By Caitlin Bailey
In early March, UNSW management commenced negotiations with UNSW staff unions on a new enterprise agreement that will determine salaries and employment conditions for the next four years.
UNSW management and UNSW staff unions agreed there would be separate negotiations for the Academic Staff Enterprise Agreement and the Professional Staff Enterprise Agreement and that meetings would be held every two weeks from March 30 until new Agreements are completed.
The negotiations follow a turbulent time for the university given the impact of the COVID-19 pandemic.
UNSW has cut almost 500 jobs, restructured six faculties by combining three faculties into one, and required staff members to increase their working hours to meet the demands of delivering courses online.
Chief Human Resources Officer Deena Amorelli said, “The negotiations provide us with the opportunity to ensure our agreements are responsive to the changing nature of our current environment, support future teaching and research activities, and ensure UNSW’s good financial health.”
UNSW has proposed several changes to the existing Agreements, including modifying and simplifying the language in the Agreements, creating sustainable and equitable salary increases and improving flexibility for staff.
For staff members of the Community and Public Sector Union (CPSU) and the National Tertiary Education Union (NTEU), job security and workloads are key issues for negotiations.
“University staff have suffered multiple hits during COVID – job losses, rising workloads, and wages that aren’t keeping pace with inflation,” Sarah Gregson, NTEU UNSW Vice President told Tharunka.
“We are seeking improved conditions and better protections in a range of areas to address some of those concerns,” she said.
The University has also been accused of underpaying casual staff up to $36 million by an independent auditor.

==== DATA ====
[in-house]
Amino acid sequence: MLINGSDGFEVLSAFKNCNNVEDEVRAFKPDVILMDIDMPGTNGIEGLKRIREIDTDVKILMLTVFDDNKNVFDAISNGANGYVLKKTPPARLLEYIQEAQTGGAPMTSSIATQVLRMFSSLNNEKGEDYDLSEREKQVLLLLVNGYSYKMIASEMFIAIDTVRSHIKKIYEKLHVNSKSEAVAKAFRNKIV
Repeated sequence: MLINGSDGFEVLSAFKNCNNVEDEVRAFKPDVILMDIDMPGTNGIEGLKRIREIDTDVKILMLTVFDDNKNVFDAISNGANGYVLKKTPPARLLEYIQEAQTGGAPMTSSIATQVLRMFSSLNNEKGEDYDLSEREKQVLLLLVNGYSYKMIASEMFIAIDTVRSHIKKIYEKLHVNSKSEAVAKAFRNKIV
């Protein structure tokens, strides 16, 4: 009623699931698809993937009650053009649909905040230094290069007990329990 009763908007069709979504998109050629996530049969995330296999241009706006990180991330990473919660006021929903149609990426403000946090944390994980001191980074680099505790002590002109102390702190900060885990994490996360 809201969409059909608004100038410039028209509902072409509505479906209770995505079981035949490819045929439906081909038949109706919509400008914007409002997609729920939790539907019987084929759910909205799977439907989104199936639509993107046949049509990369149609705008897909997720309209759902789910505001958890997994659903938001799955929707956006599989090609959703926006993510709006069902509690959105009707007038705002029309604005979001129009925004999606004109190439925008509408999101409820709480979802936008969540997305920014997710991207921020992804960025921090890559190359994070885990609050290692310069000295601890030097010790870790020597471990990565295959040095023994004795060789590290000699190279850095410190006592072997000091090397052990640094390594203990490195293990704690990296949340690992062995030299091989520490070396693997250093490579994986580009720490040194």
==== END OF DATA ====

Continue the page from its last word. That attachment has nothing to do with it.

While Gregson said that the University’s audit resulted in back payments to many casual academics, she added the NTEU would be seeking stronger protections in the new Enterprise Agreements “to make sure that casuals are paid for every hour they work in the future.”
CPSU NSW Delegate, Alister Wareing, said that the CPSU would oppose any proposals that threaten to undermine professional staff entitlements outlined in the existing Professional Staff Enterprise Agreement.
Wareing added that the CPSU may look to strengthen professional staff entitlements relating to the redeployment of staff to alternative positions within the University.
On the University’s proposal to modify and simplify the language of the Agreement, Wareing said that while it may “seem a laudable goal…obviously it holds the potential for important details to [be] lost in the process…just by accident…” adding that “the CPSU NSW is not convinced that the Agreement is all that difficult to read and apply as it is.”
The new Enterprise Agreements will come into effect once negotiations have concluded and the new Agreements are voted on and approved by the Fair Work Commission. In the interim, the existing Agreements will continue to apply.